Foreign Aid is a ridiculously complex topic. I really enjoyed diving into it in today’s video. I’m afraid I probably oversimplified things, but I’m excited to learn more about this topic for future videos. The first thing I noticed about foreign aid, is that contrary to the way we talk about it in US politics, very, very little money goes into this. The exception, from the US perspective, is aid that we give to countries who turn around and use most of the money to buy US weapons. Egypt, Israel, and Jordan, our three largest recipients, are all examples of this. Countries we have destroyed, like Iraq and Afghanistan also get a lot of money, for obvious reasons. As this video illustrates, foreign aid is mostly used for short term political uses, not to pursue larger humanitarian goals.
There certainly are really great things that foreign aid has done. Helping to stamp out AIDS and other diseases in Africa is one great thing we do. But a lot of that is private charity, and all of those efforts combined are chicken feed compared to the military related aid that the US shovels down the throats of multiple countries. The EU structural funds, one of the topics of today’s video, are an example of enlightened self interest. The rich European countries know that the best way to ensure a peaceful continent, and avoid having to have much military spending, is to fire hose money into the poorer countries in the continent. I wish the US did more of this. If the cost of a single aircraft carrier was spent on aid to Tunisia, we could really transform the region, and the world, for the better. It’s a shame we don’t do that.
Everybody thinks that the Middle East is different somehow. It’s really not. The real reason it’s a mess isn’t “centuries old hatreds” or the “oil curse”. 30 years ago, much of the rest of the world was just as screwed up. The reason the Middle East is still a mess, is because it remains the subject of competition between regional and world powers. The US and Saudi Arabia against Iran, and Israel against everybody else (supposedly), has kept a “Cold War” dynamic going in the Middle East long after it has faded everywhere else.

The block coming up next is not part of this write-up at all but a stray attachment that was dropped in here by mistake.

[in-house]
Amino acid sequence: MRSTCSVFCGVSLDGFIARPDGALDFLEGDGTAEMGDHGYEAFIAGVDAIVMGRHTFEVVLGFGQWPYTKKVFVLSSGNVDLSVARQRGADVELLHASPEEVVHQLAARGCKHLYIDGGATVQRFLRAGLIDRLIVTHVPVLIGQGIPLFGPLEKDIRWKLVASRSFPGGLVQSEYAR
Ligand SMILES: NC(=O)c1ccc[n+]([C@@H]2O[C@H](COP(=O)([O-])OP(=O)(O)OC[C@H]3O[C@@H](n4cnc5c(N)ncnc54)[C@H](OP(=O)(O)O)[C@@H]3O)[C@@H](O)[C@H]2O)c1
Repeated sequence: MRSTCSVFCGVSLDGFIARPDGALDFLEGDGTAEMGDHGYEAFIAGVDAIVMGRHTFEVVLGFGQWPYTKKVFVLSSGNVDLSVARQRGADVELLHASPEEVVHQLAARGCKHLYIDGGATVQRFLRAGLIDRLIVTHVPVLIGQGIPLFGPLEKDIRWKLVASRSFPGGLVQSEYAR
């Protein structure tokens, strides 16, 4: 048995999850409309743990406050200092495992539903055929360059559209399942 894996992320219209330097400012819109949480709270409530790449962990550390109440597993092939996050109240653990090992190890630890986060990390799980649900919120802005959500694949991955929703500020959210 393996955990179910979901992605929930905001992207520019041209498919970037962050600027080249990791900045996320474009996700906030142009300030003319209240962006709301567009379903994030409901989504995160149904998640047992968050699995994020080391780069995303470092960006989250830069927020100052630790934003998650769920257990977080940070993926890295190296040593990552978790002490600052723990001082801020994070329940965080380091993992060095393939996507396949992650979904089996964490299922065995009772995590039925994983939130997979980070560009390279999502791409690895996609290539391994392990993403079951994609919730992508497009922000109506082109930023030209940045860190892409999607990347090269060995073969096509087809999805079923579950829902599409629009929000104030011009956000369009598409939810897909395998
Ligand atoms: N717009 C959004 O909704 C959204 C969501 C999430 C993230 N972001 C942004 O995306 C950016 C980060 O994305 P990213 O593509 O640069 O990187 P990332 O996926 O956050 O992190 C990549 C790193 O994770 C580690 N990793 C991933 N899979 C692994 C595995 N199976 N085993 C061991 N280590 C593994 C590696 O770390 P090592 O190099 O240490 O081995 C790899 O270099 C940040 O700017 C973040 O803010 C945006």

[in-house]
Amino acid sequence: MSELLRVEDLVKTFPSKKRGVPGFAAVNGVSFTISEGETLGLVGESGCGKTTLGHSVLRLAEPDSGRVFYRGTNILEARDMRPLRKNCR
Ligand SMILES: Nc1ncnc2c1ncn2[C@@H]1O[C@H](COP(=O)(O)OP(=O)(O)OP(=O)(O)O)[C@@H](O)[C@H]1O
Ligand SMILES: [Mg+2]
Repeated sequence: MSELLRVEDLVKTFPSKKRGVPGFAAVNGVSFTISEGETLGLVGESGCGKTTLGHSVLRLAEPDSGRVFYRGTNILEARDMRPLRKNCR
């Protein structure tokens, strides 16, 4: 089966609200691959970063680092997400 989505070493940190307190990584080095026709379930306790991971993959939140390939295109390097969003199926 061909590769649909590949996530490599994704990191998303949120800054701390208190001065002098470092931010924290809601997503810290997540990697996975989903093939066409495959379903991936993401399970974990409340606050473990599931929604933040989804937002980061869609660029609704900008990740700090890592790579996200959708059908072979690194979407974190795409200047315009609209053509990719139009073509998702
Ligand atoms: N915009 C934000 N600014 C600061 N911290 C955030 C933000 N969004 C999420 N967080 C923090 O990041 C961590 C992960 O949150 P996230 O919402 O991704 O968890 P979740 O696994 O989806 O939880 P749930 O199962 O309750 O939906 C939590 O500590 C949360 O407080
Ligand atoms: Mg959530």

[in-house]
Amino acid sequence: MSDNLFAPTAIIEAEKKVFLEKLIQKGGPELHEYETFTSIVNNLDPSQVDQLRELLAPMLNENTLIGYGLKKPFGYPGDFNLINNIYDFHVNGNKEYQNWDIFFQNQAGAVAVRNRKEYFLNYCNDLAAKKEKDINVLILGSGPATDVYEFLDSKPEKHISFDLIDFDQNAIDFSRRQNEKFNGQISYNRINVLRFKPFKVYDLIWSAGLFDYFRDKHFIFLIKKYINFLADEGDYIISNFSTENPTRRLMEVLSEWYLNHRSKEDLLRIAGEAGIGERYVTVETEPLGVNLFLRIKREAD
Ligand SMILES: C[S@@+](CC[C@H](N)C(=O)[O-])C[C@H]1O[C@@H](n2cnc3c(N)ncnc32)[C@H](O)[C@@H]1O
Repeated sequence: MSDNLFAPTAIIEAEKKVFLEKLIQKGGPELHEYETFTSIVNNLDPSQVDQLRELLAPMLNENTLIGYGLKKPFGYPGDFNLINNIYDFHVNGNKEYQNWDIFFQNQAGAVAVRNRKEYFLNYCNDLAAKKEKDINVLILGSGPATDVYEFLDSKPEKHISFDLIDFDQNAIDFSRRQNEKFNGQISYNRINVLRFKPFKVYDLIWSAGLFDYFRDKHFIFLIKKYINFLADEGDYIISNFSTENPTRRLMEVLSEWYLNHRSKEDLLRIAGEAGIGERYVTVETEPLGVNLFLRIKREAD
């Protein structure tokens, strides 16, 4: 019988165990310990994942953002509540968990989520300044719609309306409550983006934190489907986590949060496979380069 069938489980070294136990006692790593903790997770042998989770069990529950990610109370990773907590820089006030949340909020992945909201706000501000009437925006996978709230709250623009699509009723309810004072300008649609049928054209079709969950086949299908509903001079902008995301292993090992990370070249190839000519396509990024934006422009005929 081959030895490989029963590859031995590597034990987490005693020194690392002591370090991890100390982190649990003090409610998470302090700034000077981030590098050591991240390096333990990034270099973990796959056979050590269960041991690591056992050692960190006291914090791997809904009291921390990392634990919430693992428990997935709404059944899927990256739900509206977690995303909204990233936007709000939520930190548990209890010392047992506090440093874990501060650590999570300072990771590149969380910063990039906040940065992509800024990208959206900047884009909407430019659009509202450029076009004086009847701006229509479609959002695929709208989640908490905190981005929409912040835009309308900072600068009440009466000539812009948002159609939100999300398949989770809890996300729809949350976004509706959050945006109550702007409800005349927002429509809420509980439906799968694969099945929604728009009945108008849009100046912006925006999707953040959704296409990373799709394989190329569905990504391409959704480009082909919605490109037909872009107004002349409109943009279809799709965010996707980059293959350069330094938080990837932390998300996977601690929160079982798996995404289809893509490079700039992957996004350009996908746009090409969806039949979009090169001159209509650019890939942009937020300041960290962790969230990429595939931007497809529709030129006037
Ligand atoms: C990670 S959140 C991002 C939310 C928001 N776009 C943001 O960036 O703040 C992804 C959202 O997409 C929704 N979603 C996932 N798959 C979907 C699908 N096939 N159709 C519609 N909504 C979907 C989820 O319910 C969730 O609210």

China, the only power that may one day rival the United States, is a paid up member of the US system. “Competition” in the rest of the world is about “Trade Wars” not “War Wars”. The US has provided a good enough deal to get everyone on the same page. Donald Trump wants to end that. He has a straightforwardly mercantilist, or even mercenary way of looking at the world. As I put it in the video, he wants to replace a generous deal with “F#*K you, pay me!”. These rough edges might be in the process of being shaved off, but it’s worth looking at what would happen to the world if he got his way.
Trump’s world would be one of renewed competition between the US and regional powers on every continent. It wouldn’t be one of great power war, not during Trump’s term anyway, but it would mean more proxy wars. Likely locations are some you’ve heard of, like Ukraine and Libya, and some you might not have thought of, like Thailand and Azerbaijan. Political tussles that are worked out locally today would quickly attain an international dimension. The Cold War’s ability to turn every local issue into competition between the US and the USSR was extraordinary. In a world of renewed competition between regional powers, this dynamic would resurface. In the words of Thucydides…
“the strong do what they can and the weak suffer what they must”.
Let’s try to avoid that shall we?
I should probably explain what I’m up to with this World War 3 Series I’ve been developing over the past couple months. On one level it’s a shameless bid for views. YouTube loves World War 3. There’s a lot of stuff out there insisting that world war is imminent. One of the most annoying bits of fake news during the 2016 election was the assumption that Hillary Clinton would bring it about if she were elected. My annoyance has now transitioned to the folks who insist that Trump is going to turn the world into a cinder. The chances of that are definitely higher than they would have been under Clinton, but I think they are still pretty trivial. If we’re looking for a partner for World War III, we’ve got the same problem we’ve had since 1989. Nobody’s really interested. In the first episode in this series “Will Trump Start a War With China?” I address China’s inability to challenge us today, and Trump’s possible role in encouraging a conflict down the line. In Part two, “Is Russia Winning?” I laid out why they are pretty clearly not.
So in one sense, the point of this series is to get people to relax. But it’s not that I don’t think World War 3 is possible. In fact I think it’s inevitable. The only question in my mind is when it happens. Will it happen 50 years from now, or 500 years from now? It’s our responsibility to push that day off for as long as possible. That’s the point of this series beyond the clicks. The internet shouldn’t be talking about World War III the way it does, but it’s a good thing to think about nonetheless. We humans are violent folks. Past performance is no indicator of future results, of course, but the every year that goes by without a conflagration is a win for us. We need to think more seriously about how to keep that streak going. Which is exactly what today’s video tries to do.